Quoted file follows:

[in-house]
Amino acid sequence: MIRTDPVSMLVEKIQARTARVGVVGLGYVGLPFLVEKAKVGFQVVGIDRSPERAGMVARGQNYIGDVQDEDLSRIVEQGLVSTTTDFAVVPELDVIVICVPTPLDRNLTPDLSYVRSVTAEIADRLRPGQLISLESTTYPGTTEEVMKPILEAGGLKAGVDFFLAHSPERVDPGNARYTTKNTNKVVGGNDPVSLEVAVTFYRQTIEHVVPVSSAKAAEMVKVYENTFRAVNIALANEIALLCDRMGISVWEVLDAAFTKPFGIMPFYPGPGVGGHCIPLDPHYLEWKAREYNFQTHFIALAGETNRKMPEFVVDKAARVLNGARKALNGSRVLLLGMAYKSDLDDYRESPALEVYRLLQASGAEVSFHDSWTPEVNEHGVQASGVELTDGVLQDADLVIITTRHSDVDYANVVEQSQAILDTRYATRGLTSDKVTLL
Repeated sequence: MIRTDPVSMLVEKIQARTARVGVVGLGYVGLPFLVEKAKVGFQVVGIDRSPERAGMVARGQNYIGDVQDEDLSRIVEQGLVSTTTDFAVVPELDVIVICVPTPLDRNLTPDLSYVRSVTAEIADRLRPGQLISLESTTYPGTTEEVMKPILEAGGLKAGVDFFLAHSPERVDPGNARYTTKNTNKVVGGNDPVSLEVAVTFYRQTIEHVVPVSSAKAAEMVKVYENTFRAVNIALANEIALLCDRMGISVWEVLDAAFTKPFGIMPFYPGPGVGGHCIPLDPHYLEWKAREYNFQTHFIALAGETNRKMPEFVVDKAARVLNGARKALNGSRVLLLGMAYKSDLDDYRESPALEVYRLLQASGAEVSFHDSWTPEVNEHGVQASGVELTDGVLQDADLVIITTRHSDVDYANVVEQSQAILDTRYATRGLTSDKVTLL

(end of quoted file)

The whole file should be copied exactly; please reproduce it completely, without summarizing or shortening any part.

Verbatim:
[in-house]
Amino acid sequence: MIRTDPVSMLVEKIQARTARVGVVGLGYVGLPFLVEKAKVGFQVVGIDRSPERAGMVARGQNYIGDVQDEDLSRIVEQGLVSTTTDFAVVPELDVIVICVPTPLDRNLTPDLSYVRSVTAEIADRLRPGQLISLESTTYPGTTEEVMKPILEAGGLKAGVDFFLAHSPERVDPGNARYTTKNTNKVVGGNDPVSLEVAVTFYRQTIEHVVPVSSAKAAEMVKVYENTFRAVNIALANEIALLCDRMGISVWEVLDAAFTKPFGIMPFYPGPGVGGHCIPLDPHYLEWKAREYNFQTHFIALAGETNRKMPEFVVDKAARVLNGARKALNGSRVLLLGMAYKSDLDDYRESPALEVYRLLQASGAEVSFHDSWTPEVNEHGVQASGVELTDGVLQDADLVIITTRHSDVDYANVVEQSQAILDTRYATRGLTSDKVTLL
Repeated sequence: MIRTDPVSMLVEKIQARTARVGVVGLGYVGLPFLVEKAKVGFQVVGIDRSPERAGMVARGQNYIGDVQDEDLSRIVEQGLVSTTTDFAVVPELDVIVICVPTPLDRNLTPDLSYVRSVTAEIADRLRPGQLISLESTTYPGTTEEVMKPILEAGGLKAGVDFFLAHSPERVDPGNARYTTKNTNKVVGGNDPVSLEVAVTFYRQTIEHVVPVSSAKAAEMVKVYENTFRAVNIALANEIALLCDRMGISVWEVLDAAFTKPFGIMPFYPGPGVGGHCIPLDPHYLEWKAREYNFQTHFIALAGETNRKMPEFVVDKAARVLNGARKALNGSRVLLLGMAYKSDLDDYRESPALEVYRLLQASGAEVSFHDSWTPEVNEHGVQASGVELTDGVLQDADLVIITTRHSDVDYANVVEQSQAILDTRYATRGLTSDKVTLL